Kansas Has A New Supreme Court Justice, And Abortion Opponents Aren't Happy
TOPEKA, Kansas — A Shawnee County district judge was named Monday to one of the vacancies on the Kansas Supreme Court.
Though the state’s most prominent anti-abortion group opposed Shawnee County District Court Judge Evelyn Wilson, Democratic Gov. Laura Kelly Chose Wilson from among the three candidates recommended by the Supreme Court Nominating Commission. It’s a choice that could fuel efforts to change how Kansas’ Supreme Court justices get their seats.
Kelly said she picked Wilson based on her experience in both rural and urban areas.
“Judge Wilson brings something quintessentially Kansans to our highest court,” Kelly said. “She knows the struggles of both the family farmer and the corporate board of directors.”
Describing herself, Wilson said she tries to be calm and thoughtful on the bench.
“I learned that I must look at each and every case as an individual case,” she said. “I try to do justice within the parameters of the law and the facts before me.”
Wilson made enemies of the influential anti-abortion group Kansans for Life because of donations her husband made to candidates who support abortion rights.
Kansans for Life has advocated for moving to a system where the governor selects a nominee who is then confirmed by the state Senate. Republicans currently control that chamber. The push for changing the system intensified after the Supreme Court ruled earlier this year that the Kansas Constitution protects the right to abortion.
“This is yet another reason why we need to amend the Kansas Constitution,” Kansans for Life said in a statement, “and ensure that women and their babies can be protected by reasonable regulations on the abortion industry.”
Kelly said she evaluated the nominees on judicial temperament and experience.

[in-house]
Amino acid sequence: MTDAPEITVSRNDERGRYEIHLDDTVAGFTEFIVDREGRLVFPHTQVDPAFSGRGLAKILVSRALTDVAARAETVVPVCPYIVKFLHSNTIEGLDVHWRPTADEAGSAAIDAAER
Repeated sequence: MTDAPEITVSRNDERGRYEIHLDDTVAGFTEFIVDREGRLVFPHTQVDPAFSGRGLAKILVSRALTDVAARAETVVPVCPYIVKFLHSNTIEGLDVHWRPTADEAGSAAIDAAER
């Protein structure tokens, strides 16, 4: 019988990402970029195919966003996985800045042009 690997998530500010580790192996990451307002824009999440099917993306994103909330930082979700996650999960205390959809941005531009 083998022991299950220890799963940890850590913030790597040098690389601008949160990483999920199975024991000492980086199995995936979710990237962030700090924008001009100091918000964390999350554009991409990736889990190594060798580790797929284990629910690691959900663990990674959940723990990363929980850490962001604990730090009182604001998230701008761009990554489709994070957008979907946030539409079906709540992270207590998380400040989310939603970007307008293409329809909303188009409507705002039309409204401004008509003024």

“Ideology was really not part of the conversation with any of the nominees,” Kelly said.
Wilson replaces Justice Lee Johnson, who retired in September. The other two candidates were Deputy Kansas Attorney General Dennis Depew and state Assistant Solicitor General Steven Obermeier, both of whom work in the state attorney general’s office. In total, the nominating commission interviewed 19 candidates.
Kansas’s current nominating system dates to the late 1950s, and was done in response to a scandal. A lame-duck governor resigned and was then appointed to the Supreme Court by the new governor, who was only in office for 11 days. The scandal was known as the “triple play.”
Under the Kansas Constitution, the nominating commission made up of people selected by attorneys and the governor screen candidates for the court. Of the nine members, seven were already on the commission before Kelly took office.
Supporters of the current nominating process say the system keeps politics out and helps keep the court impartial.
The commission will meet again in January to pick candidates to replace retiring Chief Justice Lawton Nuss.
Stephen Koranda is Statehouse reporter for Kansas Public Radio and the Kansas News Service, a collaboration of KCUR, Kansas Public Radio, KMUW and High Plains Public Radio covering health, education and politics. Follow him on Twitter @kprkoranda or email skoranda (at) ku (dot) edu.
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